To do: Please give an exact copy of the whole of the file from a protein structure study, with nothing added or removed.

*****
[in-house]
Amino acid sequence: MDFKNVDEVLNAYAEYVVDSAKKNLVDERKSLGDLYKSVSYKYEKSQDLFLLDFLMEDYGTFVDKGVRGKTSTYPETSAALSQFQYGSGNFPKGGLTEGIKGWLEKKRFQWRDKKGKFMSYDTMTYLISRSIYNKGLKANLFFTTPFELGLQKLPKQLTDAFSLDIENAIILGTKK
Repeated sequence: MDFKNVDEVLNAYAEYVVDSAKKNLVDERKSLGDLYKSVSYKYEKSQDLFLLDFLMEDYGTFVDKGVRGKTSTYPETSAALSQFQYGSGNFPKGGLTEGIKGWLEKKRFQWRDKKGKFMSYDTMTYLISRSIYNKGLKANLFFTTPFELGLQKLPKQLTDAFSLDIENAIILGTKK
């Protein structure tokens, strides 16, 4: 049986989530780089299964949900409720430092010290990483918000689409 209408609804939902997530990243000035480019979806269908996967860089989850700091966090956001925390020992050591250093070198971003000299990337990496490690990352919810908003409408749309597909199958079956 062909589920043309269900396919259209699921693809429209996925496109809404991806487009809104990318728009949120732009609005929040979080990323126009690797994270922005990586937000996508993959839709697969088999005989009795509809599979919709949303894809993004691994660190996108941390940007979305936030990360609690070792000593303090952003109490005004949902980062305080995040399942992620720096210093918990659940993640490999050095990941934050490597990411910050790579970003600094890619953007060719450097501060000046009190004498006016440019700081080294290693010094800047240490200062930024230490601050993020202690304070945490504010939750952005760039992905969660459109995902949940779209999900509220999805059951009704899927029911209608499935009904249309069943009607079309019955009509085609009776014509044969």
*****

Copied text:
[in-house]
Amino acid sequence: MDFKNVDEVLNAYAEYVVDSAKKNLVDERKSLGDLYKSVSYKYEKSQDLFLLDFLMEDYGTFVDKGVRGKTSTYPETSAALSQFQYGSGNFPKGGLTEGIKGWLEKKRFQWRDKKGKFMSYDTMTYLISRSIYNKGLKANLFFTTPFELGLQKLPKQLTDAFSLDIENAIILGTKK
Repeated sequence: MDFKNVDEVLNAYAEYVVDSAKKNLVDERKSLGDLYKSVSYKYEKSQDLFLLDFLMEDYGTFVDKGVRGKTSTYPETSAALSQFQYGSGNFPKGGLTEGIKGWLEKKRFQWRDKKGKFMSYDTMTYLISRSIYNKGLKANLFFTTPFELGLQKLPKQLTDAFSLDIENAIILGTKK
């Protein structure tokens, strides 16, 4: 049986989530780089299964949900409720430092010290990483918000689409 209408609804939902997530990243000035480019979806269908996967860089989850700091966090956001925390020992050591250093070198971003000299990337990496490690990352919810908003409408749309597909199958079956 062909589920043309269900396919259209699921693809429209996925496109809404991806487009809104990318728009949120732009609005929040979080990323126009690797994270922005990586937000996508993959839709697969088999005989009795509809599979919709949303894809993004691994660190996108941390940007979305936030990360609690070792000593303090952003109490005004949902980062305080995040399942992620720096210093918990659940993640490999050095990941934050490597990411910050790579970003600094890619953007060719450097501060000046009190004498006016440019700081080294290693010094800047240490200062930024230490601050993020202690304070945490504010939750952005760039992905969660459109995902949940779209999900509220999805059951009704899927029911209608499935009904249309069943009607079309019955009509085609009776014509044969």